Monthly Investment Message: June 2014

Personal Finance July 01, 2014 Print Friendly and PDF

Barbara O’Neill, Extension Specialist in Financial Resource Management

Rutgers Cooperative Extension

oneill@aesop.rutgers.edu

Investment Fraud and How to Avoid It

Each year, thousands of consumers lose billions of dollars to investment fraud. It is not uncommon for con artists to use chat rooms and social media to post “urgent” messages telling people to buy a particular stock. This type of fraud, known as pump and dump, artificially inflates the price of shares and allows stock manipulators to make a huge profit by bidding up stock prices and selling their shares before prices fall.

Scam artists also use telephones to take advantage of unsuspecting victims, often mimicking sales techniques of legitimate investment firms. So-called boiler rooms are a favorite way for swindlers to contact large numbers of potential victims. Even if a swindler has to make several hundred calls to find a victim, the opportunity to pocket thousands of dollars of someone’s life savings is still good pay for the time and expense involved.  The movies Boiler Room and The Wolf of Wall Street provide valuable insights into how unscrupulous operators steal victims money by peddling worthless or nonexistent securities.

So how do you know if an investment is legitimate or fraudulent? Below are five “red flags” that the Federal Trade Commission (FTC) provides to help investors spot a scam:

  • Future Predictions- Beware of marketers that guarantee an investment’s future return. With the exception of bonds, investment returns are unpredictable and the value of securities rises and falls with market trends, interest rates, and other factors. Some fraudulent marketers contact consumers several times: first to make a prediction and, next, to close a sale after they prove that their prediction came true.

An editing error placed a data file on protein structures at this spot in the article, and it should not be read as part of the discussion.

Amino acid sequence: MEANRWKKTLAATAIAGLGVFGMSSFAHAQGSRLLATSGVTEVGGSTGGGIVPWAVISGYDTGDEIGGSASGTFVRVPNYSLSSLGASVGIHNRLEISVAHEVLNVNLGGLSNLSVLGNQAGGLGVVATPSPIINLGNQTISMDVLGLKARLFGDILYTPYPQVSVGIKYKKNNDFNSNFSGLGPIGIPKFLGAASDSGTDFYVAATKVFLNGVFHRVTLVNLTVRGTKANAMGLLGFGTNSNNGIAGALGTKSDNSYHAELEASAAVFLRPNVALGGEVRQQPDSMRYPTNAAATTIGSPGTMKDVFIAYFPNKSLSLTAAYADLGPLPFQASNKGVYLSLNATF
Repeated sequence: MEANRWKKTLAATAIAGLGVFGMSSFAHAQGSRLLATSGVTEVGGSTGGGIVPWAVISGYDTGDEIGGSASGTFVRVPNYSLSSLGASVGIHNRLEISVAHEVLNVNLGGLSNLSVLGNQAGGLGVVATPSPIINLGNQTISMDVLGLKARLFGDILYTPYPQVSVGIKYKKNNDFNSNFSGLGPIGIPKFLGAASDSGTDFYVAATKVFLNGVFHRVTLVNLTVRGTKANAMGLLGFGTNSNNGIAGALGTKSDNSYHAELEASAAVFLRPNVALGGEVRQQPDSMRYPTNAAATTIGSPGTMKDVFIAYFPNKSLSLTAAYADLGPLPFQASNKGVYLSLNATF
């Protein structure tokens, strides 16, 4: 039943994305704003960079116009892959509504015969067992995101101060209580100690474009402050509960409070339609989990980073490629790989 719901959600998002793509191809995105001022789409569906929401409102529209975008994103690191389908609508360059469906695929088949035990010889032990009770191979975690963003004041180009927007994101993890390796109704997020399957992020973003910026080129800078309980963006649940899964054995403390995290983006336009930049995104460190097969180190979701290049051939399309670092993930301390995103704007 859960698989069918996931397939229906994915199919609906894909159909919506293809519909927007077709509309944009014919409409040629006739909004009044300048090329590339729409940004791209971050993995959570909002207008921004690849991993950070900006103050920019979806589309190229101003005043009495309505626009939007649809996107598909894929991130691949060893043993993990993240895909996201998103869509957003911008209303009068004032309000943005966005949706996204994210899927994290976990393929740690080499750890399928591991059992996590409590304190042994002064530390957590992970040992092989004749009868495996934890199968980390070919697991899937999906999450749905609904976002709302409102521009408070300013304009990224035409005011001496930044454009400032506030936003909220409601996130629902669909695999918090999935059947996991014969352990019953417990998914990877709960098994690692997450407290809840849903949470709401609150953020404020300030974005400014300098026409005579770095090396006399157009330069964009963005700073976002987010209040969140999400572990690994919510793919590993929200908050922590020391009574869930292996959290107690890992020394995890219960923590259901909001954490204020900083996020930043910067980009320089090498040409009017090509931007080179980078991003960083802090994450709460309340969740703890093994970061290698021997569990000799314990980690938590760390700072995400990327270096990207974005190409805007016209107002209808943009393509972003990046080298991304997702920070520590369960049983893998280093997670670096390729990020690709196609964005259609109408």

• Quick Cash- Scam artists often promise fast, low-risk payoffs and compare their returns to low rates available on bank accounts or bonds. Their implication is that victims are “suckers” for settling for low returns and that they have a sure path to high returns in a short period of time. Of course, there is no such thing as a free lunch. Even with perfectly legal investments, the higher an investment’s potential yield, the higher the potential risk of loss as shown in the “Investment Pyramid” in Unit 2 of Investing For Your Future: http://www.extension.org/pages/9656/investing-unit-2:-risk#.UwKAbU2YaM8.

  • Obscure Origins- Background information about the origin and performance of fraudulent investments is misleading or not provided. This is because marketers do not want consumers to be able to assess their claims. Be wary, also, if you can’t find information about an investment product online or in reputable investment publications (e.g., newspaper stock listings),

  • Immediate Response- Requiring an immediate response and deposit of funds is another hallmark of investment fraud. Scam artists might say something like “you must buy before others find out about it” or request that you send money by courier or overnight delivery. Urgency is important to swindlers so they get victims’ money fast before victims have time to become suspicious or contact others for advice.

  • Recovery Attempts- Fraud victims’ names are widely circulated. If you’ve fallen prey to a previous scam, you could get a call promising to recover money that you’ve already lost. Of course, this “service” comes at a price. Be suspicious if people call and already know where you’ve invested before.

The bottom line: Beware of callers you don’t know and be very wary of disclosing personal or financial information over the phone. If you don’t want a seller to call you back, say so. If they call back, hang up. Don’t buy investments from unfamiliar companies and ask for written information, such as a prospectus, about an offer. Check out unfamiliar companies or suspicious offers with government agencies. Don’t be pressured into making an immediate investment decision and never give out bank or credit card numbers on calls you don’t initiate.

If an investment deal sounds too good to be true, it probably is.

Check out our Archived Monthly Investing Messages.

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This work is supported by the USDA National Institute of Food and Agriculture, New Technologies for Ag Extension project.